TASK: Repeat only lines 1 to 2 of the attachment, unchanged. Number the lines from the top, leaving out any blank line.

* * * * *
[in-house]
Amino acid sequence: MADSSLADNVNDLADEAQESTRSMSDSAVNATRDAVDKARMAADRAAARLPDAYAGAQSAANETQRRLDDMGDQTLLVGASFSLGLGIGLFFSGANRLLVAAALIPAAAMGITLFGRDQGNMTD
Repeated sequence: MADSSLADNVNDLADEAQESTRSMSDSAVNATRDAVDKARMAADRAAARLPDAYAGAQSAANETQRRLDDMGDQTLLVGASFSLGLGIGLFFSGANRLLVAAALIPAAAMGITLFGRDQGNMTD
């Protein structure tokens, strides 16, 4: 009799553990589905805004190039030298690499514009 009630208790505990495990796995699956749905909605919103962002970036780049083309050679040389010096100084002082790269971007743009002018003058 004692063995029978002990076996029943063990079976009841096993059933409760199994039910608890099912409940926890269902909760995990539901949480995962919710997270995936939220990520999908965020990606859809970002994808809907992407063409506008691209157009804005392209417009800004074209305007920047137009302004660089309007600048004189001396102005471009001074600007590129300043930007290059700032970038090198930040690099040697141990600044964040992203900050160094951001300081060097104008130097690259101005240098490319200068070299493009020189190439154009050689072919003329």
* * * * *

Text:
[in-house]
Amino acid sequence: MADSSLADNVNDLADEAQESTRSMSDSAVNATRDAVDKARMAADRAAARLPDAYAGAQSAANETQRRLDDMGDQTLLVGASFSLGLGIGLFFSGANRLLVAAALIPAAAMGITLFGRDQGNMTD